• Anti-gun Democrat Senator Distorts the Law and the Facts in Unsuccessfu

    From Gene Poole@21:1/5 to All on Wed Jul 31 07:27:32 2019
    XPost: alt.freespeech, alt.survival, alt.politics.usa.constitution
    XPost: soc.retirement

    This week the nation was subjected to an embarrassing and
    undignified spectacle of obstructionist partisan politics
    surrounding the confirmation hearings of Judge Brett M.
    Kavanaugh for the U.S. Supreme Court. The Democrat caucus,
    understanding that Judge Kavanaugh is an eminently qualified
    jurist with an upstanding reputation and that the votes likely
    exist to confirm him, abandoned the norms of the Senate and of
    civility and resorted to childish and temperamental theatrics.
    This included talking out of order and over their colleagues,
    including Judiciary Committee Chairman Chuck Grassley;
    encouraging disruptive and illegal protests in the gallery; and
    holding up large posters to distract the Judge as he answered
    committee members’ questions.

    But while such demonstrations are merely obnoxious and juvenile,
    the more serious affront arose from committee members who were
    either too ignorant or too dishonest to accurately articulate
    the law and the facts in their exchanges with Judge Kavanaugh.
    Case in point: arch anti-gun Senator Dianne Feinstein, who
    grossly exaggerated the criminal use of semi-automatic rifles
    and mischaracterized the Supreme Court’s Second Amendment
    precedent to attack the nominee for failing to embrace her
    political position on gun control.

    The exchange came on day two of the proceedings, with Democrats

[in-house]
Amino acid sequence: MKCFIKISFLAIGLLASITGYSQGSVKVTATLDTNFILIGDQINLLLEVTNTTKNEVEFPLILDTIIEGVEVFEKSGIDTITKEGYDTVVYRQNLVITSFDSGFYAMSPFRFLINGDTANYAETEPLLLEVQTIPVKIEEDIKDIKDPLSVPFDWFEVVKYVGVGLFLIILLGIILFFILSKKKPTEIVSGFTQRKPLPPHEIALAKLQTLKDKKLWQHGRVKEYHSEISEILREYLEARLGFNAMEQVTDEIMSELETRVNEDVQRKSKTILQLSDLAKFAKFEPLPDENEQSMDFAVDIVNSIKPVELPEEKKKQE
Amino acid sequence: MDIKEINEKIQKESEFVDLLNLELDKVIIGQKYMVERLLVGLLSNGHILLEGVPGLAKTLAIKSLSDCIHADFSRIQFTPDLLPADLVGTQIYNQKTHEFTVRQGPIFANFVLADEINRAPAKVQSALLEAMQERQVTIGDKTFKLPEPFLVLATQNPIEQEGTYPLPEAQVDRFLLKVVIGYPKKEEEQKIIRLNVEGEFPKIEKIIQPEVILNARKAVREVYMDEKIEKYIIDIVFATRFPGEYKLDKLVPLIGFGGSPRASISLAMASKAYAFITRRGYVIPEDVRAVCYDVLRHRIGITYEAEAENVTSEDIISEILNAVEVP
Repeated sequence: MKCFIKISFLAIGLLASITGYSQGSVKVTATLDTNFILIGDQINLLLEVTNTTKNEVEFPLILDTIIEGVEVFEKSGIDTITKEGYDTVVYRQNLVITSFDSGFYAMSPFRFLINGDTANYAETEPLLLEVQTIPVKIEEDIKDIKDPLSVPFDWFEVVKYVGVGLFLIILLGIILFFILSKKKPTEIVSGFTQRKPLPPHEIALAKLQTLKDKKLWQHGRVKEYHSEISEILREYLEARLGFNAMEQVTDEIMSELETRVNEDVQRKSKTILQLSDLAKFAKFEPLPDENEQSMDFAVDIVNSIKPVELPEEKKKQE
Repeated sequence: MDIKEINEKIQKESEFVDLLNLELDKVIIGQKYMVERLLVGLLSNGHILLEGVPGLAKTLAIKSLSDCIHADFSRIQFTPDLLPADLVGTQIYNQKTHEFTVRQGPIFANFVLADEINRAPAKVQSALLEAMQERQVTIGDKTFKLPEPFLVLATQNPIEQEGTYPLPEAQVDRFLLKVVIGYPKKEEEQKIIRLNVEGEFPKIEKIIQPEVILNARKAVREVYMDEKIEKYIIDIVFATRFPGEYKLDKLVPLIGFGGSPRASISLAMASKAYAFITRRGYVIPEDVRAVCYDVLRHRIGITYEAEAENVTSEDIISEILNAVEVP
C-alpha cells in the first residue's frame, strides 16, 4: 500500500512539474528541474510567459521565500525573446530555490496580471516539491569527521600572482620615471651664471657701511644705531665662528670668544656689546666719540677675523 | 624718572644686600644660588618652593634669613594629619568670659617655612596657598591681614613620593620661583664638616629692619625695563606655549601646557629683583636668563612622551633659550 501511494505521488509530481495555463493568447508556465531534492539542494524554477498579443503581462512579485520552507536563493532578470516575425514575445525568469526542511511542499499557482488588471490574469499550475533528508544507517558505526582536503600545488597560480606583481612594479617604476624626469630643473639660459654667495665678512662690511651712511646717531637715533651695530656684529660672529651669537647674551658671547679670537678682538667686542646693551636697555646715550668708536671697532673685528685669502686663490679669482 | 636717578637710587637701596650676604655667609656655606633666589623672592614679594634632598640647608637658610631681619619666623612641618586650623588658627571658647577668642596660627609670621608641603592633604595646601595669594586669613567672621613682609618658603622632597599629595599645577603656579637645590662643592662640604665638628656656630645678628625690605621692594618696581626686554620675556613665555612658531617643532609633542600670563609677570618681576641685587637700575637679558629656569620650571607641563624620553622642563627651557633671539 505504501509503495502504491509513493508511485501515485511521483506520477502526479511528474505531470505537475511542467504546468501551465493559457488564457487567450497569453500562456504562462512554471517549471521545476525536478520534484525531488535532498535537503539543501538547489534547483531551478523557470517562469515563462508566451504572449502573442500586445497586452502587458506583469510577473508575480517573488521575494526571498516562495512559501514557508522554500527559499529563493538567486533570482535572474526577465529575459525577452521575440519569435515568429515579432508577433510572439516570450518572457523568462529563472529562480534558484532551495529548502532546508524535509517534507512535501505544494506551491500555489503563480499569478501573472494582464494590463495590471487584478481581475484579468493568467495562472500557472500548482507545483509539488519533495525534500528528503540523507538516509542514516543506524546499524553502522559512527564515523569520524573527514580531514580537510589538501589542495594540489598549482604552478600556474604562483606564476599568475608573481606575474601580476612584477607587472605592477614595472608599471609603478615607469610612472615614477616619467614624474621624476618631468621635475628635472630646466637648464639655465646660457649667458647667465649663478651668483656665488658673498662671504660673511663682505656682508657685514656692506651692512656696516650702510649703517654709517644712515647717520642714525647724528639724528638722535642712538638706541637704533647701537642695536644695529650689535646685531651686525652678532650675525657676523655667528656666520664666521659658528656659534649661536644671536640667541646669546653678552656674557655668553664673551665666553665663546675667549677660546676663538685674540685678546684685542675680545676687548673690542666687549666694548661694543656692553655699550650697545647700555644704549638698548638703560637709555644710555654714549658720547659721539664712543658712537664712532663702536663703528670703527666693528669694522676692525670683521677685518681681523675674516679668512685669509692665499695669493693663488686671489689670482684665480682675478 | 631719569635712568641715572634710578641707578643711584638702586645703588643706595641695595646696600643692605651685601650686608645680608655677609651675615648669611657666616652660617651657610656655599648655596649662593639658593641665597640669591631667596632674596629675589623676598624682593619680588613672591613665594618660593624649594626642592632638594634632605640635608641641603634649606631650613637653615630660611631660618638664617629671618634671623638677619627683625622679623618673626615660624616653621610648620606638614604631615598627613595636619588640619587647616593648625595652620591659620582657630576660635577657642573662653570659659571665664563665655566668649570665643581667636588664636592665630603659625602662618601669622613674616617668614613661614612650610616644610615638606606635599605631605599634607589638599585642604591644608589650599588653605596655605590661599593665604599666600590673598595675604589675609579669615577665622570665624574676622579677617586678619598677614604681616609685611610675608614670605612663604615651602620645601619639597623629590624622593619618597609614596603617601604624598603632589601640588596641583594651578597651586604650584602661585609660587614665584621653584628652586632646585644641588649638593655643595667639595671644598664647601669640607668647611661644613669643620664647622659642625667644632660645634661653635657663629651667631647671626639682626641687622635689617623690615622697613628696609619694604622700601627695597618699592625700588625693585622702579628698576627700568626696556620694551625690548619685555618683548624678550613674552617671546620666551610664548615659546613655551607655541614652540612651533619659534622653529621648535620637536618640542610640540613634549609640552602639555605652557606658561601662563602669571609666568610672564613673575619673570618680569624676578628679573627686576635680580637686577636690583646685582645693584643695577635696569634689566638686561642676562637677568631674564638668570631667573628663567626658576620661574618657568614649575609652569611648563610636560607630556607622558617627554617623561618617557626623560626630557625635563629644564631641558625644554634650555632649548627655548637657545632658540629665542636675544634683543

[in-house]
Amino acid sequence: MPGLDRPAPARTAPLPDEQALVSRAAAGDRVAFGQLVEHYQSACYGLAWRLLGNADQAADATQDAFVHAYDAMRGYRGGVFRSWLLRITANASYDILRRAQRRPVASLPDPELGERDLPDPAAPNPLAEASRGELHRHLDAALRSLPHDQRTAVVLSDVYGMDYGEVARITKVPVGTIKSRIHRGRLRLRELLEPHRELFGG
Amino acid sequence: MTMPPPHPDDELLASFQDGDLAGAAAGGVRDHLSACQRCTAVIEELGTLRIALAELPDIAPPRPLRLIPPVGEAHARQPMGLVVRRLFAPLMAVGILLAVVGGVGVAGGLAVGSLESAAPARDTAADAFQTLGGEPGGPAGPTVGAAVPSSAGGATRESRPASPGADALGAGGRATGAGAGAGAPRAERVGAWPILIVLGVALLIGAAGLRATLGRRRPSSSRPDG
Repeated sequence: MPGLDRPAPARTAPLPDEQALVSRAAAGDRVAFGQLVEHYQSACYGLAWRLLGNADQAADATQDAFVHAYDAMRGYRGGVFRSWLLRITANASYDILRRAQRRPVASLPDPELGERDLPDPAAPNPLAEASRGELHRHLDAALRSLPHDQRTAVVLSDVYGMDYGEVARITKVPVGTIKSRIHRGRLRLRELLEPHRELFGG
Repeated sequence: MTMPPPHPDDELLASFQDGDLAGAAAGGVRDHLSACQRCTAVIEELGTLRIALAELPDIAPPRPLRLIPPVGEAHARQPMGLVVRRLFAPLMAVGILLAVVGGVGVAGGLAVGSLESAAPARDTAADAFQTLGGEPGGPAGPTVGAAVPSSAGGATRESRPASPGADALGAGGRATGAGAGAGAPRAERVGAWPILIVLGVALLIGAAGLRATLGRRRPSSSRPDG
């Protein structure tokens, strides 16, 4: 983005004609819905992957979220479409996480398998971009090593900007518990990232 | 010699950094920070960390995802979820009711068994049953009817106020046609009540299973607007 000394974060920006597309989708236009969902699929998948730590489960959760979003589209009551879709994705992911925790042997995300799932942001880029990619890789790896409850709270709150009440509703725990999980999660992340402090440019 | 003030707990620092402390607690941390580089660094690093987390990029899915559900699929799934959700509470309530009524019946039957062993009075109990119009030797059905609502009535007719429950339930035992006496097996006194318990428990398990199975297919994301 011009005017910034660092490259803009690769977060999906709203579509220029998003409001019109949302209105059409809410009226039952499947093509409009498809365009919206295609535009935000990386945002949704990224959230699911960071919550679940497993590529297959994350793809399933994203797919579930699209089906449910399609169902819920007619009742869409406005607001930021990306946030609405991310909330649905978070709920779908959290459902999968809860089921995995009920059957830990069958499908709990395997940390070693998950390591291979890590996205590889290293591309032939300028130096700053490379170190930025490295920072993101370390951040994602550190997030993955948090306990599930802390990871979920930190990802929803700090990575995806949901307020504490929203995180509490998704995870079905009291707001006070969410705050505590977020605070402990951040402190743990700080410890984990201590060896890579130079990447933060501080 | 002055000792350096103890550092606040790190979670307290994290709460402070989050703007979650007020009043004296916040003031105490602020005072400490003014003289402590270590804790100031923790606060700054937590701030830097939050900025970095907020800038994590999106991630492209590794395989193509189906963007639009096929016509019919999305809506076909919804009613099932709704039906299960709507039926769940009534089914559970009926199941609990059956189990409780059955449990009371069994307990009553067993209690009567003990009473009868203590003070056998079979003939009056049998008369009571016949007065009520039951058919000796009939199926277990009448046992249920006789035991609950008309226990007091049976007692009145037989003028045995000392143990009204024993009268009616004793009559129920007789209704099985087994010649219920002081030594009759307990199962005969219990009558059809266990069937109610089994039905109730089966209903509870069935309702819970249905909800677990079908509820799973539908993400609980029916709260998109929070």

becoming increasingly frustrated at their inability to ruffle
    Judge Kavanaugh or mount any effective resistance to his

    Senator Feinstein began by reminding the audience that her
    office wrote the federal “assault weapon” ban that was in effect
    from 1994 to 2004. It’s notable that her first misstatement of
    law concerned her own legislation. According to her, the law
    “essentially prohibited the transfer, sale, and manufacture of
    assault weapons. It did not at the time affect possession.”

    That is plainly untrue. The law did, in fact, ban possession of
    the controlled firearms (see page 201 of this link). The law did
    not apply to firearms that had been lawfully obtained before the
    law’s effective date, but that clause operated as an
    “affirmative defense” that put the burden on the accused of
    raising the issue at trial. Simply put, anyone found in
    possession of a firearm described in the Act was presumptively
    in violation of the law and susceptible to federal felony

    To her credit. Senator Feinstein at least hedged her next false
    statement by couching it as a “belief,” rather than outright
    assertion of fact. “I happen to believe that [the federal
    “assault weapon” ban] did work and that it was important,” she

    Unfortunately for her, there is no credible evidence to this
    effect. Two government funded studies of the law’s effects in
    fact found it had no measurable impact on violent crime. More
    recently, a survey of gun control laws by the Rand Corporation
    found that the only perceptible effect of assault weapons bans